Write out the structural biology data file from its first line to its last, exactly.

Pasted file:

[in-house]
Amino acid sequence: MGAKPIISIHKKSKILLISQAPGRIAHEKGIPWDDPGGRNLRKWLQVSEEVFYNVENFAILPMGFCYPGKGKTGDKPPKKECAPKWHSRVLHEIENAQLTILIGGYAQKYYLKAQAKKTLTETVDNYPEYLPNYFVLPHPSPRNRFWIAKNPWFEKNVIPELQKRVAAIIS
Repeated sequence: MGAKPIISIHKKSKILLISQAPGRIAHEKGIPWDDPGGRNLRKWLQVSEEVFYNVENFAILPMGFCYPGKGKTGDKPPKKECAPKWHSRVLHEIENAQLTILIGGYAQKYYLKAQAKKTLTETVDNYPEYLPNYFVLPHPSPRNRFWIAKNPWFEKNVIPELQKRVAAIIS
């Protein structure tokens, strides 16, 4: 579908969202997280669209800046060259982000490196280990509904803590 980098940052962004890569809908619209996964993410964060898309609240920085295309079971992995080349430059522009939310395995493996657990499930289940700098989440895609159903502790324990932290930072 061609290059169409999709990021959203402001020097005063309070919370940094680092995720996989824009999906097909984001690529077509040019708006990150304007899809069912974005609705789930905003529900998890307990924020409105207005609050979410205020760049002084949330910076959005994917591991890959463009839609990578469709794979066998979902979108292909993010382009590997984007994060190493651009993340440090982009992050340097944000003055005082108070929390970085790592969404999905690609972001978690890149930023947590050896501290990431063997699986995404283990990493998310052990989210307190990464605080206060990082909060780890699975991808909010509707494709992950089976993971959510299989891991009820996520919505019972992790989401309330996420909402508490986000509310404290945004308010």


[in-house]
Amino acid sequence: MGAKPIISIHKKSKILLISQAPGRIAHEKGIPWDDPGGRNLRKWLQVSEEVFYNVENFAILPMGFCYPGKGKTGDKPPKKECAPKWHSRVLHEIENAQLTILIGGYAQKYYLKAQAKKTLTETVDNYPEYLPNYFVLPHPSPRNRFWIAKNPWFEKNVIPELQKRVAAIIS
Repeated sequence: MGAKPIISIHKKSKILLISQAPGRIAHEKGIPWDDPGGRNLRKWLQVSEEVFYNVENFAILPMGFCYPGKGKTGDKPPKKECAPKWHSRVLHEIENAQLTILIGGYAQKYYLKAQAKKTLTETVDNYPEYLPNYFVLPHPSPRNRFWIAKNPWFEKNVIPELQKRVAAIIS
């Protein structure tokens, strides 16, 4: 579908969202997280669209800046060259982000490196280990509904803590 980098940052962004890569809908619209996964993410964060898309609240920085295309079971992995080349430059522009939310395995493996657990499930289940700098989440895609159903502790324990932290930072 061609290059169409999709990021959203402001020097005063309070919370940094680092995720996989824009999906097909984001690529077509040019708006990150304007899809069912974005609705789930905003529900998890307990924020409105207005609050979410205020760049002084949330910076959005994917591991890959463009839609990578469709794979066998979902979108292909993010382009590997984007994060190493651009993340440090982009992050340097944000003055005082108070929390970085790592969404999905690609972001978690890149930023947590050896501290990431063997699986995404283990990493998310052990989210307190990464605080206060990082909060780890699975991808909010509707494709992950089976993971959510299989891991009820996520919505019972992790989401309330996420909402508490986000509310404290945004308010």